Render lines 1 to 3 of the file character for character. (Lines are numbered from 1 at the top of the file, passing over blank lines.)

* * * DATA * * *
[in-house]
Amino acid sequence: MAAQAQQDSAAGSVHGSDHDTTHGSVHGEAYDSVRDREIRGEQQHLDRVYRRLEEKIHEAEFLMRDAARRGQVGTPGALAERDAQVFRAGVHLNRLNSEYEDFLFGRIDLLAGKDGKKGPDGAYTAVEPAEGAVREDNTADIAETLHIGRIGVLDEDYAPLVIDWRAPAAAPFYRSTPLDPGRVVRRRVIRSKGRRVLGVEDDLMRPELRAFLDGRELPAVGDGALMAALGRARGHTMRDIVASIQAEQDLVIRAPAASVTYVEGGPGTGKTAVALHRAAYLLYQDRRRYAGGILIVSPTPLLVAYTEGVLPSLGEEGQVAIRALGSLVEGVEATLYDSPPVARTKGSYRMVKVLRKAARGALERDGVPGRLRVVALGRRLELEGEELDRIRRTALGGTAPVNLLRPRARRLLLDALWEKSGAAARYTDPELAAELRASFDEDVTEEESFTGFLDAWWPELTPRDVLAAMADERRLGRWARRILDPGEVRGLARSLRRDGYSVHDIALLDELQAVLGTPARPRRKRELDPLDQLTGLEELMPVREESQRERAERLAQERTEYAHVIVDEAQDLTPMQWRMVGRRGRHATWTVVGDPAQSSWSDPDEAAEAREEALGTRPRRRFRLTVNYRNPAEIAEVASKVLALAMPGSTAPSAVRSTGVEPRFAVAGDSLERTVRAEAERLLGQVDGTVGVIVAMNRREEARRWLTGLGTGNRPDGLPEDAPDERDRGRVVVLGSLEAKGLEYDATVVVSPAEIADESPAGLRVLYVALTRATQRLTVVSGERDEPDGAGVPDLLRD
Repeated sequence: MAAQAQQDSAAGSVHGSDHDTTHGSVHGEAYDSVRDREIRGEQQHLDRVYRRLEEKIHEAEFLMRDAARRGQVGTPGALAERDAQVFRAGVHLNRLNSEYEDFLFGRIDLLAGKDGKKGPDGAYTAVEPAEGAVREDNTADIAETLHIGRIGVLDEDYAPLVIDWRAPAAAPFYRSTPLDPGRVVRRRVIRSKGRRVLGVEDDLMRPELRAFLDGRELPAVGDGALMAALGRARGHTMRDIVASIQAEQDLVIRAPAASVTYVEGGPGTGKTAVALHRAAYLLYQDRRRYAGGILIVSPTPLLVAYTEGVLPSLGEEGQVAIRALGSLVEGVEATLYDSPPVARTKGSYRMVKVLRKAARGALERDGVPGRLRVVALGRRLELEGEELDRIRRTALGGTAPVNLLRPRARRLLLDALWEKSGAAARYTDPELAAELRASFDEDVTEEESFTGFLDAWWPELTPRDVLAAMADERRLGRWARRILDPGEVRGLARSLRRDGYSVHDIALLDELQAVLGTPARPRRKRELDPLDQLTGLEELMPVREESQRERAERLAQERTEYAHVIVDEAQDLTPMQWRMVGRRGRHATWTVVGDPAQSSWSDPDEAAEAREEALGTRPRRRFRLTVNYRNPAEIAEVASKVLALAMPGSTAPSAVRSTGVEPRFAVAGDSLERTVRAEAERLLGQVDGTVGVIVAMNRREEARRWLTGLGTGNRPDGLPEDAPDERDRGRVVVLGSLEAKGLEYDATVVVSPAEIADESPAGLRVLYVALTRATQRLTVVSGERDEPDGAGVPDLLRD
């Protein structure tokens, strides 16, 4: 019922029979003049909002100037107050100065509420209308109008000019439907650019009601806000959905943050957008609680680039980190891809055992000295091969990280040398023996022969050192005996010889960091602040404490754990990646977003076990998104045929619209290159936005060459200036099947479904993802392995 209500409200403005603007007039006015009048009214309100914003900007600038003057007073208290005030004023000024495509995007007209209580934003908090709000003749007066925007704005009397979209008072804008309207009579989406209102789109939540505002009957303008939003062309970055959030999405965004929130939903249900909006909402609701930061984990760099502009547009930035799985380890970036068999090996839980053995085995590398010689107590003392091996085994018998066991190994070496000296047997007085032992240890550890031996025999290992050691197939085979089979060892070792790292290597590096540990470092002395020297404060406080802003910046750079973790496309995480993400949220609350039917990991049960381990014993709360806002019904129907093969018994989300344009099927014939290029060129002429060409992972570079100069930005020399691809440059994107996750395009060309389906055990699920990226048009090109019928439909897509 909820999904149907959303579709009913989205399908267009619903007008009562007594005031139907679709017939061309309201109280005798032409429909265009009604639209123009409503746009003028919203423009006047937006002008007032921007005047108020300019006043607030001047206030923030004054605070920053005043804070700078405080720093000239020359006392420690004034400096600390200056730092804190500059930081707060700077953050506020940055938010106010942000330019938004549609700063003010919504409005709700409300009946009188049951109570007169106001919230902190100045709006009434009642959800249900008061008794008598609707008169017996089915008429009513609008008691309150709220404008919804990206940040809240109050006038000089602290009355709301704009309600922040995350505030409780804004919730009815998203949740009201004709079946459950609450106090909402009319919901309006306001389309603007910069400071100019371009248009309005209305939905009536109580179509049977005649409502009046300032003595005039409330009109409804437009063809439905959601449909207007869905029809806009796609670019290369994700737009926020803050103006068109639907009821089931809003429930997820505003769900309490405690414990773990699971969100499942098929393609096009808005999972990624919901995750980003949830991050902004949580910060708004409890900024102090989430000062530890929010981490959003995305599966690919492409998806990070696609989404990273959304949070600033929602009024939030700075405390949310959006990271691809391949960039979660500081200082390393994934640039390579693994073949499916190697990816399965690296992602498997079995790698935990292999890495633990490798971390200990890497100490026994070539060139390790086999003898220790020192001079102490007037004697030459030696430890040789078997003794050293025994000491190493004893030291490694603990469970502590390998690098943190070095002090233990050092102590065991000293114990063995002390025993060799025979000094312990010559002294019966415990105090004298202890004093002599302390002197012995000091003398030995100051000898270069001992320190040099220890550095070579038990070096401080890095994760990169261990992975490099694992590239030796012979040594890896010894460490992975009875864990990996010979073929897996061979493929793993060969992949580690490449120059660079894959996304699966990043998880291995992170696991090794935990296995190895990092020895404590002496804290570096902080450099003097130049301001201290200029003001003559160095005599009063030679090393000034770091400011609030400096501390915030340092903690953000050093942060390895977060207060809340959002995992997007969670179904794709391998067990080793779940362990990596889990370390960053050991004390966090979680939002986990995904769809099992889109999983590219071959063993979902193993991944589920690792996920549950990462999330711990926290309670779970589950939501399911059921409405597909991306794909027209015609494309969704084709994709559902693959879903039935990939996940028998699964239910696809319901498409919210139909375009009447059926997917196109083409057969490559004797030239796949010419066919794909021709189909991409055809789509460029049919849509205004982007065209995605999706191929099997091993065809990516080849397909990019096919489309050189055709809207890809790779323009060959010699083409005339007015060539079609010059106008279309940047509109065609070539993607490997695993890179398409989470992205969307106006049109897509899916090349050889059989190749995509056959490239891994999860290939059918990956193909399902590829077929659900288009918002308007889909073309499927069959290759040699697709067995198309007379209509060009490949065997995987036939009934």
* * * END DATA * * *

[in-house]
Amino acid sequence: MAAQAQQDSAAGSVHGSDHDTTHGSVHGEAYDSVRDREIRGEQQHLDRVYRRLEEKIHEAEFLMRDAARRGQVGTPGALAERDAQVFRAGVHLNRLNSEYEDFLFGRIDLLAGKDGKKGPDGAYTAVEPAEGAVREDNTADIAETLHIGRIGVLDEDYAPLVIDWRAPAAAPFYRSTPLDPGRVVRRRVIRSKGRRVLGVEDDLMRPELRAFLDGRELPAVGDGALMAALGRARGHTMRDIVASIQAEQDLVIRAPAASVTYVEGGPGTGKTAVALHRAAYLLYQDRRRYAGGILIVSPTPLLVAYTEGVLPSLGEEGQVAIRALGSLVEGVEATLYDSPPVARTKGSYRMVKVLRKAARGALERDGVPGRLRVVALGRRLELEGEELDRIRRTALGGTAPVNLLRPRARRLLLDALWEKSGAAARYTDPELAAELRASFDEDVTEEESFTGFLDAWWPELTPRDVLAAMADERRLGRWARRILDPGEVRGLARSLRRDGYSVHDIALLDELQAVLGTPARPRRKRELDPLDQLTGLEELMPVREESQRERAERLAQERTEYAHVIVDEAQDLTPMQWRMVGRRGRHATWTVVGDPAQSSWSDPDEAAEAREEALGTRPRRRFRLTVNYRNPAEIAEVASKVLALAMPGSTAPSAVRSTGVEPRFAVAGDSLERTVRAEAERLLGQVDGTVGVIVAMNRREEARRWLTGLGTGNRPDGLPEDAPDERDRGRVVVLGSLEAKGLEYDATVVVSPAEIADESPAGLRVLYVALTRATQRLTVVSGERDEPDGAGVPDLLRD
Repeated sequence: MAAQAQQDSAAGSVHGSDHDTTHGSVHGEAYDSVRDREIRGEQQHLDRVYRRLEEKIHEAEFLMRDAARRGQVGTPGALAERDAQVFRAGVHLNRLNSEYEDFLFGRIDLLAGKDGKKGPDGAYTAVEPAEGAVREDNTADIAETLHIGRIGVLDEDYAPLVIDWRAPAAAPFYRSTPLDPGRVVRRRVIRSKGRRVLGVEDDLMRPELRAFLDGRELPAVGDGALMAALGRARGHTMRDIVASIQAEQDLVIRAPAASVTYVEGGPGTGKTAVALHRAAYLLYQDRRRYAGGILIVSPTPLLVAYTEGVLPSLGEEGQVAIRALGSLVEGVEATLYDSPPVARTKGSYRMVKVLRKAARGALERDGVPGRLRVVALGRRLELEGEELDRIRRTALGGTAPVNLLRPRARRLLLDALWEKSGAAARYTDPELAAELRASFDEDVTEEESFTGFLDAWWPELTPRDVLAAMADERRLGRWARRILDPGEVRGLARSLRRDGYSVHDIALLDELQAVLGTPARPRRKRELDPLDQLTGLEELMPVREESQRERAERLAQERTEYAHVIVDEAQDLTPMQWRMVGRRGRHATWTVVGDPAQSSWSDPDEAAEAREEALGTRPRRRFRLTVNYRNPAEIAEVASKVLALAMPGSTAPSAVRSTGVEPRFAVAGDSLERTVRAEAERLLGQVDGTVGVIVAMNRREEARRWLTGLGTGNRPDGLPEDAPDERDRGRVVVLGSLEAKGLEYDATVVVSPAEIADESPAGLRVLYVALTRATQRLTVVSGERDEPDGAGVPDLLRD